AHF Wellness Centers provide free testing for sexually-transmitted diseases, including chlamydia, gonorrhea, syphilis, and HIV. Our testing counselors can see you on a walk-in basis, so you can get tested when it’s convenient for you, without an appointment. The testing process is fast, friendly, and confidential. Your sexual health is yours to protect, and we’re here to help.
We are happy to answer any questions about the STD testing process at our sites.
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About The Different STDs
In addition to STD screening and treatment for sexually-transmitted diseases like chlamydia, gonorrhea, syphilis, and HIV, AHF Wellness Centers provide information about STDs, safer sex, cryotherapy treatments for genital warts, and referrals to doctors who specialize in HIV for anyone who tests positive. Our testing counselors can see you on a walk-in basis, so you can get tested when it’s convenient for you, without an appointment.
Click each tab below to learn more about STDs.
- pain or burning while urinating
- unusual discharge (milky, watery, yellowish, strong-smelling) from the penis or vagina
- swelling of the anus, testicles, or vagina
- bleeding between periods
- pain during vaginal sex
A full course of antibiotics (all the pills prescribed) will knock out chlamydia. Regular sex partners also need to get treatment, or they can pass chlamydia back to the treated partner.
- burning during urination or ejaculation
- increased, greenish, or yellowish discharge from the penis or vagina
- bleeding between periods
- anal discharge or bloody bowel movements
- itching around the anus
Antibiotics will cure gonorrhea. In the past decade, some strains of gonorrhea have become drug resistant, particularly among gay and bi men and on the West Coast. A doctor may prescribe two antibiotics simultaneously to be sure of stopping the infection.
Syphilis progresses in stages. The chancres, or sores, that spread the disease usually develop first. They’re often painless and may be extremely small. The second stage is characterized by rashes, especially on the soles of the feet or palms. 10 to 20 years after infection, some people with syphilis suffer damage to internal organs, which can cause serious problems, and eventually lead to death. Syphilis is easily cured with antibiotics.
- According to the CDC, the national rate of syphilis had declined every year from 1990 to 2000. Then, in 2001, the rate rose for the first time in a decade to 2.2 cases per 100,000 people. By 2008, it was at 4.4 per 100,000.
- In 2010, the national syphilis rate decreased for the first time in decade when it dropped to 4.5 per 100,000. It held steady at this rate in 2011, but in 2012 it jumped back up to 4.6.
- The top 10 states for syphilis are: Georgia (9.5), California (7.8), Louisiana (7.4), Maryland (7.4), Florida (7.2), New York (6.3), Texas (6.3), Illinois (6.2), Mississippi (5.9), and Oregon (5.5)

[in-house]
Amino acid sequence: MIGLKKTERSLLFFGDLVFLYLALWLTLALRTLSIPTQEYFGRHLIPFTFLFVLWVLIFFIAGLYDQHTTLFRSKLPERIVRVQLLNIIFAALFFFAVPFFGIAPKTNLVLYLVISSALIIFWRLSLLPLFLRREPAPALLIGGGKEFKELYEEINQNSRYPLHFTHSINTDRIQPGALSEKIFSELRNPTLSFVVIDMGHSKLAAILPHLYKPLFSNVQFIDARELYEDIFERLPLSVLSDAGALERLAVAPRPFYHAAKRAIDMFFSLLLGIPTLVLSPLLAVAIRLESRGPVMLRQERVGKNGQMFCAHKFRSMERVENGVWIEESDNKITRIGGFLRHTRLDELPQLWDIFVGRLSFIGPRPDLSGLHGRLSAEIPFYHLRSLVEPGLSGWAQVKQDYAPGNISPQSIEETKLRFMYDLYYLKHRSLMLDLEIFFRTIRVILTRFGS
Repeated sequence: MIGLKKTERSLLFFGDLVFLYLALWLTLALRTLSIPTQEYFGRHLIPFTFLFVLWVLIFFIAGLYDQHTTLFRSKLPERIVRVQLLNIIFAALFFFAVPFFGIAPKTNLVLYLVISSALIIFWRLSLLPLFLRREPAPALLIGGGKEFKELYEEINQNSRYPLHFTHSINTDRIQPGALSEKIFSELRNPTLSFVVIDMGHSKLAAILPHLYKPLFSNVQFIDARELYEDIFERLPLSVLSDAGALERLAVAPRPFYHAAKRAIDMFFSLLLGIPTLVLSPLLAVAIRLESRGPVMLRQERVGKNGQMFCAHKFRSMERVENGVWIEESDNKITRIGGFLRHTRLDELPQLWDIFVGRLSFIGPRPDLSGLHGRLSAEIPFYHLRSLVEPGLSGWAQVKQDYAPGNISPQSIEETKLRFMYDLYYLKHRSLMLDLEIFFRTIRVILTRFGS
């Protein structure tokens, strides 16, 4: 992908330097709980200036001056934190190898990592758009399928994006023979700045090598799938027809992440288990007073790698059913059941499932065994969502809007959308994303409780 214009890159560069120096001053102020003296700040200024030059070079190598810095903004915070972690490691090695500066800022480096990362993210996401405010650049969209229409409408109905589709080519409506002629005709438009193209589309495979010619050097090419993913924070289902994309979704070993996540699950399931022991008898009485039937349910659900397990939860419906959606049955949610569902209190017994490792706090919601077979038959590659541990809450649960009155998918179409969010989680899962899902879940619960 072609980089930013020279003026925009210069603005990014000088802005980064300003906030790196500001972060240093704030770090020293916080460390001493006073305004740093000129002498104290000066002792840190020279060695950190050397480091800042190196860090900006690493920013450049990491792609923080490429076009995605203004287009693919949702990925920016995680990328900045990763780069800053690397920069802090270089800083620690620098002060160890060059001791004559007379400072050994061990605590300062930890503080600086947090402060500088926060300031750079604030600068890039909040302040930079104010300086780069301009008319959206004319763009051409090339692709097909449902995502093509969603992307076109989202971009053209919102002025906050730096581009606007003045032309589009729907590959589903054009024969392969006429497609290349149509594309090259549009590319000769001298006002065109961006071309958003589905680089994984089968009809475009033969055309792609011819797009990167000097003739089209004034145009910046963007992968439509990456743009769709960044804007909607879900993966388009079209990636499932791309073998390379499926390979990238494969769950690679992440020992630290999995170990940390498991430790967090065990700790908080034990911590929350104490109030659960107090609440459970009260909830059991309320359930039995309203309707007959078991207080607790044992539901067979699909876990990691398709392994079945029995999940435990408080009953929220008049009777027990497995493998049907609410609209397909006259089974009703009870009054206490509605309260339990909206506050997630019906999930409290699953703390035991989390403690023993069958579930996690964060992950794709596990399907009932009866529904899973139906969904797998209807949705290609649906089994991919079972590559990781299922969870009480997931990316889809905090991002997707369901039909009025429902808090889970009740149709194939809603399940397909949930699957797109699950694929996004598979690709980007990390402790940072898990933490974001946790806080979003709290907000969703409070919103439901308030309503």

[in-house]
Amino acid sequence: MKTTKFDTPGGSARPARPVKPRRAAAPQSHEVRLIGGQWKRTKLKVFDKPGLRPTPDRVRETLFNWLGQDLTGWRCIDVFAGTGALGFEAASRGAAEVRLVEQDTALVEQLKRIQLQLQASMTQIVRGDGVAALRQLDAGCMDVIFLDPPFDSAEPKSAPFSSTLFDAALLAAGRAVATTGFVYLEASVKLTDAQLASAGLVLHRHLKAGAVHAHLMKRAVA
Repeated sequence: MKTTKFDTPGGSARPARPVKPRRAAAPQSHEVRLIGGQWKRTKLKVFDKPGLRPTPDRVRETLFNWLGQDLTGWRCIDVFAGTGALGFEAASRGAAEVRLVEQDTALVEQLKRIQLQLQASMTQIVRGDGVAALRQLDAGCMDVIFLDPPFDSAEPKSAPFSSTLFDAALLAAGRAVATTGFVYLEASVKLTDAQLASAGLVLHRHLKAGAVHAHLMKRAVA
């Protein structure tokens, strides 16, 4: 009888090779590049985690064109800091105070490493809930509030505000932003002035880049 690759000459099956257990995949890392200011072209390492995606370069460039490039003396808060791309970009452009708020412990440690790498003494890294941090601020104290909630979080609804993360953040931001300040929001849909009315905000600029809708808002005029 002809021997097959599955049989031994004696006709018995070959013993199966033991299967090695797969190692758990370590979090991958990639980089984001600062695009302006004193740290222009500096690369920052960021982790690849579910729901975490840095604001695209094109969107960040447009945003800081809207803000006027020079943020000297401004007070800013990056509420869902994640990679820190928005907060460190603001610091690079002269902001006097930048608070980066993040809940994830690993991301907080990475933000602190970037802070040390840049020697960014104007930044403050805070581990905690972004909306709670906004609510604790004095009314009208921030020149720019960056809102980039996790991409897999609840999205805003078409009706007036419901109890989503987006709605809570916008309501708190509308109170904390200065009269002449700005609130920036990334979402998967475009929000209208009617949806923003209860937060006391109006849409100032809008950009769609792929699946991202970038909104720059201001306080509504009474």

Why Care About STDs?
While many STDs are fairly common and the first symptoms of them may be mild, the consequences of leaving STDs untreated can be serious. Chlamydia and gonorrhea can both lead to epididymitis – an inflammation of the tube connected to the testicles – or pelvic inflammatory disease (PID), which affects the uterus and fallopian tubes. Either can be painful and cause infertility. Gonorrhea can also lead to ulcers in the throat or rectum. After 10 to 20 years, syphilis can cause organ damage, paralysis, dementia and death. Syphilis, gonorrhea, and chlamydia can be passed to a child during pregnancy or birth. And having another STD can put you at greater risk for getting HIV.
Gonorrhea, chlamydia, and syphilis can all be completely cured with antibiotics, but they don’t always have obvious symptoms. Regular testing, depending on your risk level, lets you get treatment if you need it, avoiding any long-term consequences and stopping STDs from spreading.
How to Prevent STDs
While abstinence is the only way to completely avoid the risk of STDs, condoms have proven extremely effective in stopping many STDs – including chlamydia, gonorrhea, and syphilis – from spreading. Condoms will also reduce the risk of catching or spreading HPV, but because warts can show up on areas of the genitals or mouth not covered by a condom, they reduce the risk less. If you notice you have a wart, you can lessen the chance of spreading HPV by covering it with a barrier or keeping your partner out of contact with it. There is also a vaccine available to prevent the strains of HPV commonly linked to genital warts and cancer.
In addition to using condoms, you can keep your sex safer by having fewer partners, talking with them about your STD status and sexual history, and getting tested regularly.
HAVE A QUESTION?
If you have a question that did not get answered here, we invite you to ask an STD Testing Counselor by filling out the form below.